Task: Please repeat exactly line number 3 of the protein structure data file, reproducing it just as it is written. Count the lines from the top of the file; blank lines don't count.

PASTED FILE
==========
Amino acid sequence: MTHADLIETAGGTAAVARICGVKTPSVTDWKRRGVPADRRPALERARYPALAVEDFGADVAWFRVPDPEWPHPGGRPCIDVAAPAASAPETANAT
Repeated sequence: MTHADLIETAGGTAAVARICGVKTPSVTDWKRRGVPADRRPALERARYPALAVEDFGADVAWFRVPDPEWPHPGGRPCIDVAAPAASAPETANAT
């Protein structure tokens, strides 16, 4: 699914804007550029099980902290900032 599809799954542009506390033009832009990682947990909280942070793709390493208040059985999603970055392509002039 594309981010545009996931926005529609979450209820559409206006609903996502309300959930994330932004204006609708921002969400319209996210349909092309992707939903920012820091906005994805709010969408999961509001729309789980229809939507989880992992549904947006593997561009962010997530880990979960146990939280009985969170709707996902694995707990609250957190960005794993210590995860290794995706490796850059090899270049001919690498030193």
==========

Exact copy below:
């Protein structure tokens, strides 16, 4: 699914804007550029099980902290900032 599809799954542009506390033009832009990682947990909280942070793709390493208040059985999603970055392509002039 594309981010545009996931926005529609979450209820559409206006609903996502309300959930994330932004204006609708921002969400319209996210349909092309992707939903920012820091906005994805709010969408999961509001729309789980229809939507989880992992549904947006593997561009962010997530880990979960146990939280009985969170709707996902694995707990609250957190960005794993210590995860290794995706490796850059090899270049001919690498030193």